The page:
COLUMBIA — The James T. Scott story, Columbia's symbol of racial division since his lynching by a mob in 1923, takes on new meaning Saturday during a celebration of his life that organizers hope will help heal the scars of 88 years ago.

The Rev. Clyde Ruffin and others involved in the James T. Scott Monument Committee have been working for months to give Scott a voice by organizing the celebration.

The memorial celebration that begins at noon in Second Missionary Church will be followed by a processional march up the hill to Columbia Cemetery for the unveiling of a new headstone marking Scott's grave and a reception in the Daniel Boone City Building.

A week after Scott's arrest for allegedly sexually assaulting the 14-year-old daughter of MU German professor Hermann Almstedt, a mob forcibly removed the door from his cell in the Boone County Jail and marched him to a bridge near Stewart and Providence roads. A rope was placed around Scott's neck, and he was hanged from the bridge before a hundreds of people without any opportunity to plead his case in court.

“It’s sad. It’s almost like he had no voice,” said Ruffin, the pastor at Second Baptist Church. “He was silenced … and forgotten about for 88 years.”

Organizers don't intend to “funeralize” Scott, Ruffin said.

“We’re just trying to say, you know, this is a man that lived, and he never got a chance to tell his story," he said.

The processional, set to begin at 1 p.m., will go up the hill to Scott's grave at Columbia Cemetery for the unveiling of a headstone engraved with the names of Scott, his wife, Gertrude Carter, and parents to document the family's genealogy.

On the back, a paragraph will state how Scott died, as well as a message on behalf of Columbia residents that “reaffirms our pledge to live in peace,” Ruffin said.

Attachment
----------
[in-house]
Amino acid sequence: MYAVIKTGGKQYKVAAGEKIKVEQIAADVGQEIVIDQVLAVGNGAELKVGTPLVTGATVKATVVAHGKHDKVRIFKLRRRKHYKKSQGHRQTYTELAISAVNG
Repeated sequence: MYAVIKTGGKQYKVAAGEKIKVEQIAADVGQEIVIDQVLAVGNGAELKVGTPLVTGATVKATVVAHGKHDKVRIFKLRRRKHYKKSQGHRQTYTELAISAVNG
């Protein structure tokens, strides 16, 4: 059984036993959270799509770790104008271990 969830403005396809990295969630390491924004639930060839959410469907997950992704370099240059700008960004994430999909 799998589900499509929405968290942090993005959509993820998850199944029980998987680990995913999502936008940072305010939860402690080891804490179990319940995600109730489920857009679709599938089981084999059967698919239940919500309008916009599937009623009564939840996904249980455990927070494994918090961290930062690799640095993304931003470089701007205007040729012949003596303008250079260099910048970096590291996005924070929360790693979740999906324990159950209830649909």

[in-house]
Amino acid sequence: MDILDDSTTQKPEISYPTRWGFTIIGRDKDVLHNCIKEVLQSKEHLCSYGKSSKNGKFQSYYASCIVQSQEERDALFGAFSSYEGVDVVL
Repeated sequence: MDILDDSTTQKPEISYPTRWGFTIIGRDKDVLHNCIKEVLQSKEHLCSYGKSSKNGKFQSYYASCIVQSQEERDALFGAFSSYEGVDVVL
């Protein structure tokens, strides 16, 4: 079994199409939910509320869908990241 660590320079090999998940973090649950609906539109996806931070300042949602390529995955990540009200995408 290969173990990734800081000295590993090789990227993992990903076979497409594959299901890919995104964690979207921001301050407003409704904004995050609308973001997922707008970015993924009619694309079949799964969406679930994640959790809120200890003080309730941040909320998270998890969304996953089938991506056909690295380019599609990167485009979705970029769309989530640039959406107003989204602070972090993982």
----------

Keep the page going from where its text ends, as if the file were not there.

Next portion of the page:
Scott Wilson, a local producer and videographer, first learned about the lynching last year from the State Historical Society of Missouri. He spearheaded an effort that corrected Scott's death certificate to strike the words "committed rape," to note he was never tried or convicted of the crime and list his cause of death as "lynching by assailants."

Historians including Doug Hunt, associate emeritus professor of English at MU, have done extensive research on Scott and the lynching.

Hunt makes a case for Scott's innocence on his blog: The rape occurred about 3:15 p.m. on April 20, and people at the Medical School said they saw Scott between 3 p.m. and 5 p.m. that day.

Hunt's research also points to another possible suspect: Ollie Watson, a black man accused of raping two high school girls a week before Regina Almstedt was assaulted.

When Regina described her assailant as black, around 30 years old and with a Charlie Chaplin mustache, Scott was arrested. Hunt said that Watson, who was still at large, also had a Charlie Chaplin mustache but had shaved it when the police released the description.

Watson was later arrested, put into Boone County Jail and shared a cell with James Scott, who told the mob on the bridge that Watson had raped the Almstedt girl and confessed to it in the cell they shared.

Hunt is intrigued by the evidence in the rape of Regina and whether Scott would have been tried fairly had the lynch mob not intervened.

Hunt sees Saturday's events as an opportunity for the community to find some closure regarding the infamous event in 1923 that attracted national attention.

“We don’t have to believe he was innocent to understand that the behavior of hundreds of Boone County citizens that night was barbaric,” Hunt said.

Ruffin, too, thinks the celebration has purpose for both Scott and the community at large.

“I found out that there is a lot of healing that needs to take place because there is so much shame attached to his lynching,” he said.

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